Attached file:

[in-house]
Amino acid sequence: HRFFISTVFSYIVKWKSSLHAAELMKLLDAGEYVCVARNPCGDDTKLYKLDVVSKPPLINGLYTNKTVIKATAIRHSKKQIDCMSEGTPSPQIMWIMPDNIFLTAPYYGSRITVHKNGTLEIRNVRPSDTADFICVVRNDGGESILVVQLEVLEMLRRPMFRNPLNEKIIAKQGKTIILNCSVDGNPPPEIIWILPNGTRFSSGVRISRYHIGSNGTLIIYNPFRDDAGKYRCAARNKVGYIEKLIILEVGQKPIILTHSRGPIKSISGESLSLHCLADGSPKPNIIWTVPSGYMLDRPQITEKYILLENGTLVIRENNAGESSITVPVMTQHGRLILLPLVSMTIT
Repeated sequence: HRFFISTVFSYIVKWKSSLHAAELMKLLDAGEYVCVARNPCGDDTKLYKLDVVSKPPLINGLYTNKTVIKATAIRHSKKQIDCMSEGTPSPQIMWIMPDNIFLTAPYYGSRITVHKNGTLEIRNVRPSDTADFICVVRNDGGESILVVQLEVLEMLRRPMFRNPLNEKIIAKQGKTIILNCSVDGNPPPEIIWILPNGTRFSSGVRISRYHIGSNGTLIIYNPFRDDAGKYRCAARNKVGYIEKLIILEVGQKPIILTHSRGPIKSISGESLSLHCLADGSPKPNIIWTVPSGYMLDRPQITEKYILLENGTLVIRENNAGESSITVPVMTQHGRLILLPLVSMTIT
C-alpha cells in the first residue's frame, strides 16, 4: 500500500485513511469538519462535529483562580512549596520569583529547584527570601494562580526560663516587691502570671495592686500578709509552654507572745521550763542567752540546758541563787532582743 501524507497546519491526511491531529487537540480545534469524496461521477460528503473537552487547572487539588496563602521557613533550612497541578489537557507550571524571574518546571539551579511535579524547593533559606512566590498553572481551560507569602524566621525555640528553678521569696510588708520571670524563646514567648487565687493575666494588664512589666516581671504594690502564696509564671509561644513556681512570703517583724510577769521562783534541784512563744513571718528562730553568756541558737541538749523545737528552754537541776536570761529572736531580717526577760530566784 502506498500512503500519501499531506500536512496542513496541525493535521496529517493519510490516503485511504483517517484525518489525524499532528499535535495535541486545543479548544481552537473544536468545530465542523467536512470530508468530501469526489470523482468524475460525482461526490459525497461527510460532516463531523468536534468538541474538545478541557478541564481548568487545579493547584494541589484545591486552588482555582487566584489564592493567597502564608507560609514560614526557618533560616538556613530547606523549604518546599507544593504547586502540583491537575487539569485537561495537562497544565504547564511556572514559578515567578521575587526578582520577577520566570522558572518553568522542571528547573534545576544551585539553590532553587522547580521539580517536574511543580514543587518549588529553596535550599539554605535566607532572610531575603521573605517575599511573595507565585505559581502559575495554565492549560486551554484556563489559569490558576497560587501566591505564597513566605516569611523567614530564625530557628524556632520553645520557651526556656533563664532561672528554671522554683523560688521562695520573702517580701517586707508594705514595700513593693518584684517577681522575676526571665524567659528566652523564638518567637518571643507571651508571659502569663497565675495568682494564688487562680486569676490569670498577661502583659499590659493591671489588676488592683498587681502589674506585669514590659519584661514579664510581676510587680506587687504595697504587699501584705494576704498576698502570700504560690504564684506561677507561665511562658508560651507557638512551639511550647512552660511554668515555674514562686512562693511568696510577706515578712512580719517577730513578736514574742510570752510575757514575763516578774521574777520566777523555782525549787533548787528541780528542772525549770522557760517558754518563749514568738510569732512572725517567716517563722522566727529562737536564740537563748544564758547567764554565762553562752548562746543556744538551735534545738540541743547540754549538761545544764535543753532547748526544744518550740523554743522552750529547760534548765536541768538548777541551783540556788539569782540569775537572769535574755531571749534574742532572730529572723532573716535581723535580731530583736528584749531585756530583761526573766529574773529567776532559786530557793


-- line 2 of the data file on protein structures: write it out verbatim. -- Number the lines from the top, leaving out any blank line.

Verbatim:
Amino acid sequence: HRFFISTVFSYIVKWKSSLHAAELMKLLDAGEYVCVARNPCGDDTKLYKLDVVSKPPLINGLYTNKTVIKATAIRHSKKQIDCMSEGTPSPQIMWIMPDNIFLTAPYYGSRITVHKNGTLEIRNVRPSDTADFICVVRNDGGESILVVQLEVLEMLRRPMFRNPLNEKIIAKQGKTIILNCSVDGNPPPEIIWILPNGTRFSSGVRISRYHIGSNGTLIIYNPFRDDAGKYRCAARNKVGYIEKLIILEVGQKPIILTHSRGPIKSISGESLSLHCLADGSPKPNIIWTVPSGYMLDRPQITEKYILLENGTLVIRENNAGESSITVPVMTQHGRLILLPLVSMTIT